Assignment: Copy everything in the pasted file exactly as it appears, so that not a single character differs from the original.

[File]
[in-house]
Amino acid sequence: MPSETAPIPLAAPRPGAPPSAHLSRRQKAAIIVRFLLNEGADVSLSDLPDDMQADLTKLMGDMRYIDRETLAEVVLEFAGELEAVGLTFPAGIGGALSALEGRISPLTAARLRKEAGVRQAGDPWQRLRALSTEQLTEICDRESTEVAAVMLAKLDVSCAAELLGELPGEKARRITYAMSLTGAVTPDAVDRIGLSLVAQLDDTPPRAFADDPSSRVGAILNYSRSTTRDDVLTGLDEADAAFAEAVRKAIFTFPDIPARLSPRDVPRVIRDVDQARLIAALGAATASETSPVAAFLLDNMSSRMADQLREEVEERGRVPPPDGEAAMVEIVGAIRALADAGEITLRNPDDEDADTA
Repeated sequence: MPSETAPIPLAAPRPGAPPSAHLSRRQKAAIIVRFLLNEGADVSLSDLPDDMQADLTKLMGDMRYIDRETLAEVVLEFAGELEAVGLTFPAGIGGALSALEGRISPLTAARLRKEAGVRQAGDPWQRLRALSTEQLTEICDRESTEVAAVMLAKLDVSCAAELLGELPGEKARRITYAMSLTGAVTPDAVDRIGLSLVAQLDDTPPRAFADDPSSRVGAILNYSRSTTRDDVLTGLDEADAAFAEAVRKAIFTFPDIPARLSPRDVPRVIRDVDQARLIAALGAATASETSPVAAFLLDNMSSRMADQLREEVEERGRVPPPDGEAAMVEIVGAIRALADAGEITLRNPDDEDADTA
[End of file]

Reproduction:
[in-house]
Amino acid sequence: MPSETAPIPLAAPRPGAPPSAHLSRRQKAAIIVRFLLNEGADVSLSDLPDDMQADLTKLMGDMRYIDRETLAEVVLEFAGELEAVGLTFPAGIGGALSALEGRISPLTAARLRKEAGVRQAGDPWQRLRALSTEQLTEICDRESTEVAAVMLAKLDVSCAAELLGELPGEKARRITYAMSLTGAVTPDAVDRIGLSLVAQLDDTPPRAFADDPSSRVGAILNYSRSTTRDDVLTGLDEADAAFAEAVRKAIFTFPDIPARLSPRDVPRVIRDVDQARLIAALGAATASETSPVAAFLLDNMSSRMADQLREEVEERGRVPPPDGEAAMVEIVGAIRALADAGEITLRNPDDEDADTA
Repeated sequence: MPSETAPIPLAAPRPGAPPSAHLSRRQKAAIIVRFLLNEGADVSLSDLPDDMQADLTKLMGDMRYIDRETLAEVVLEFAGELEAVGLTFPAGIGGALSALEGRISPLTAARLRKEAGVRQAGDPWQRLRALSTEQLTEICDRESTEVAAVMLAKLDVSCAAELLGELPGEKARRITYAMSLTGAVTPDAVDRIGLSLVAQLDDTPPRAFADDPSSRVGAILNYSRSTTRDDVLTGLDEADAAFAEAVRKAIFTFPDIPARLSPRDVPRVIRDVDQARLIAALGAATASETSPVAAFLLDNMSSRMADQLREEVEERGRVPPPDGEAAMVEIVGAIRALADAGEITLRNPDDEDADTA